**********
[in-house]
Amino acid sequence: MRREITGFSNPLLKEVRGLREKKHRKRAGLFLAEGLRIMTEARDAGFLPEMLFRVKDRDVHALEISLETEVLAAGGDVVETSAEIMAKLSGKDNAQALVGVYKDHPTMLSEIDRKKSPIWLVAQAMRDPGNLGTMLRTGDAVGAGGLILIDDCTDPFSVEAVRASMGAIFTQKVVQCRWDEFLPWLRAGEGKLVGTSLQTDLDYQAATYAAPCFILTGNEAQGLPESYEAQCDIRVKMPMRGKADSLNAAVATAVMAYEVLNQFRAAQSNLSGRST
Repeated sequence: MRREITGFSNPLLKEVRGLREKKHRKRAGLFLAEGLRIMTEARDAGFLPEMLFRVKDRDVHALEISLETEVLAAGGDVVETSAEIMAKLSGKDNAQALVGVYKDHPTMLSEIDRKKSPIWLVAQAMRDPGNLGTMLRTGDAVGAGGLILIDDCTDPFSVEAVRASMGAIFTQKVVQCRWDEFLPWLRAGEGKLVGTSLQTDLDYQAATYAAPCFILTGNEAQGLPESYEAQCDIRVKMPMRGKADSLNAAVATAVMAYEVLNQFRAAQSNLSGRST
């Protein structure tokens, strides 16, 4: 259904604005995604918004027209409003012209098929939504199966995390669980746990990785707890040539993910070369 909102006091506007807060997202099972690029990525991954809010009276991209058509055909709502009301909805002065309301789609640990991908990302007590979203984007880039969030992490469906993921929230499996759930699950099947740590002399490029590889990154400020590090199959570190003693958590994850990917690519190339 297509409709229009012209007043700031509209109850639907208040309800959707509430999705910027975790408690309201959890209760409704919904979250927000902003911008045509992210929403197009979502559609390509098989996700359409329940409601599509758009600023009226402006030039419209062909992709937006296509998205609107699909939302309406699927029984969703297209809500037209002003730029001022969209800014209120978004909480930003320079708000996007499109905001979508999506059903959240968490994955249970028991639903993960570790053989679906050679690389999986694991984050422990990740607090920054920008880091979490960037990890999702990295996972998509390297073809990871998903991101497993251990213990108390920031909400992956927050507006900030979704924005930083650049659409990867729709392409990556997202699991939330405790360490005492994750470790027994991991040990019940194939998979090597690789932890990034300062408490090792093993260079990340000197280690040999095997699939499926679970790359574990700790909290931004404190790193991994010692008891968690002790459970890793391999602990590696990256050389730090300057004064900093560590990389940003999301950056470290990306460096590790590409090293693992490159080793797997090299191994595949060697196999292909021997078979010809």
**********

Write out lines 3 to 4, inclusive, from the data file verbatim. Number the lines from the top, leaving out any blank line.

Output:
Repeated sequence: MRREITGFSNPLLKEVRGLREKKHRKRAGLFLAEGLRIMTEARDAGFLPEMLFRVKDRDVHALEISLETEVLAAGGDVVETSAEIMAKLSGKDNAQALVGVYKDHPTMLSEIDRKKSPIWLVAQAMRDPGNLGTMLRTGDAVGAGGLILIDDCTDPFSVEAVRASMGAIFTQKVVQCRWDEFLPWLRAGEGKLVGTSLQTDLDYQAATYAAPCFILTGNEAQGLPESYEAQCDIRVKMPMRGKADSLNAAVATAVMAYEVLNQFRAAQSNLSGRST
């Protein structure tokens, strides 16, 4: 259904604005995604918004027209409003012209098929939504199966995390669980746990990785707890040539993910070369 909102006091506007807060997202099972690029990525991954809010009276991209058509055909709502009301909805002065309301789609640990991908990302007590979203984007880039969030992490469906993921929230499996759930699950099947740590002399490029590889990154400020590090199959570190003693958590994850990917690519190339 297509409709229009012209007043700031509209109850639907208040309800959707509430999705910027975790408690309201959890209760409704919904979250927000902003911008045509992210929403197009979502559609390509098989996700359409329940409601599509758009600023009226402006030039419209062909992709937006296509998205609107699909939302309406699927029984969703297209809500037209002003730029001022969209800014209120978004909480930003320079708000996007499109905001979508999506059903959240968490994955249970028991639903993960570790053989679906050679690389999986694991984050422990990740607090920054920008880091979490960037990890999702990295996972998509390297073809990871998903991101497993251990213990108390920031909400992956927050507006900030979704924005930083650049659409990867729709392409990556997202699991939330405790360490005492994750470790027994991991040990019940194939998979090597690789932890990034300062408490090792093993260079990340000197280690040999095997699939499926679970790359574990700790909290931004404190790193991994010692008891968690002790459970890793391999602990590696990256050389730090300057004064900093560590990389940003999301950056470290990306460096590790590409090293693992490159080793797997090299191994595949060697196999292909021997078979010809």